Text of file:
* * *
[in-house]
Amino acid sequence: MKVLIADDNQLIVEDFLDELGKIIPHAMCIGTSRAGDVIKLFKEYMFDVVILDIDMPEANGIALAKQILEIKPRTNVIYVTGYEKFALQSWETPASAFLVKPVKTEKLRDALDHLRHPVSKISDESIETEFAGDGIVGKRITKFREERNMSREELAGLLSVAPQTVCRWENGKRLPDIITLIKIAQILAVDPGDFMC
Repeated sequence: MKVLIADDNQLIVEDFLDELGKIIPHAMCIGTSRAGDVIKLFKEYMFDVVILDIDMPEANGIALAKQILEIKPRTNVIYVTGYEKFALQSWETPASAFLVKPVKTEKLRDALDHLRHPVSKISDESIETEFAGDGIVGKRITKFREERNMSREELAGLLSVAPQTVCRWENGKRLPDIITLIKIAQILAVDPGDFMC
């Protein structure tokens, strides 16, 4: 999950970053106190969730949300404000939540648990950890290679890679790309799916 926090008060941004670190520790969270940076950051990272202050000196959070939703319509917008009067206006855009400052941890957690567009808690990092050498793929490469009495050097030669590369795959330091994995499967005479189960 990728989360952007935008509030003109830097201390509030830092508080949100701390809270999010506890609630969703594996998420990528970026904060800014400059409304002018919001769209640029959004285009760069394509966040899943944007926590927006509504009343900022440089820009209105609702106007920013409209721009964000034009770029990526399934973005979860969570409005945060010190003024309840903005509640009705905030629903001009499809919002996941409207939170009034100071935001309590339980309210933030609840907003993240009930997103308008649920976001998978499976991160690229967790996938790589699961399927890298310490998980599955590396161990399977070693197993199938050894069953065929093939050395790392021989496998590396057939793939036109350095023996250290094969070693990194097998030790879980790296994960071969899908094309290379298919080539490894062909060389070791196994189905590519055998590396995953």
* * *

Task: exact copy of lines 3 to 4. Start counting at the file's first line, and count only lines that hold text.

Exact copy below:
Repeated sequence: MKVLIADDNQLIVEDFLDELGKIIPHAMCIGTSRAGDVIKLFKEYMFDVVILDIDMPEANGIALAKQILEIKPRTNVIYVTGYEKFALQSWETPASAFLVKPVKTEKLRDALDHLRHPVSKISDESIETEFAGDGIVGKRITKFREERNMSREELAGLLSVAPQTVCRWENGKRLPDIITLIKIAQILAVDPGDFMC
């Protein structure tokens, strides 16, 4: 999950970053106190969730949300404000939540648990950890290679890679790309799916 926090008060941004670190520790969270940076950051990272202050000196959070939703319509917008009067206006855009400052941890957690567009808690990092050498793929490469009495050097030669590369795959330091994995499967005479189960 990728989360952007935008509030003109830097201390509030830092508080949100701390809270999010506890609630969703594996998420990528970026904060800014400059409304002018919001769209640029959004285009760069394509966040899943944007926590927006509504009343900022440089820009209105609702106007920013409209721009964000034009770029990526399934973005979860969570409005945060010190003024309840903005509640009705905030629903001009499809919002996941409207939170009034100071935001309590339980309210933030609840907003993240009930997103308008649920976001998978499976991160690229967790996938790589699961399927890298310490998980599955590396161990399977070693197993199938050894069953065929093939050395790392021989496998590396057939793939036109350095023996250290094969070693990194097998030790879980790296994960071969899908094309290379298919080539490894062909060389070791196994189905590519055998590396995953």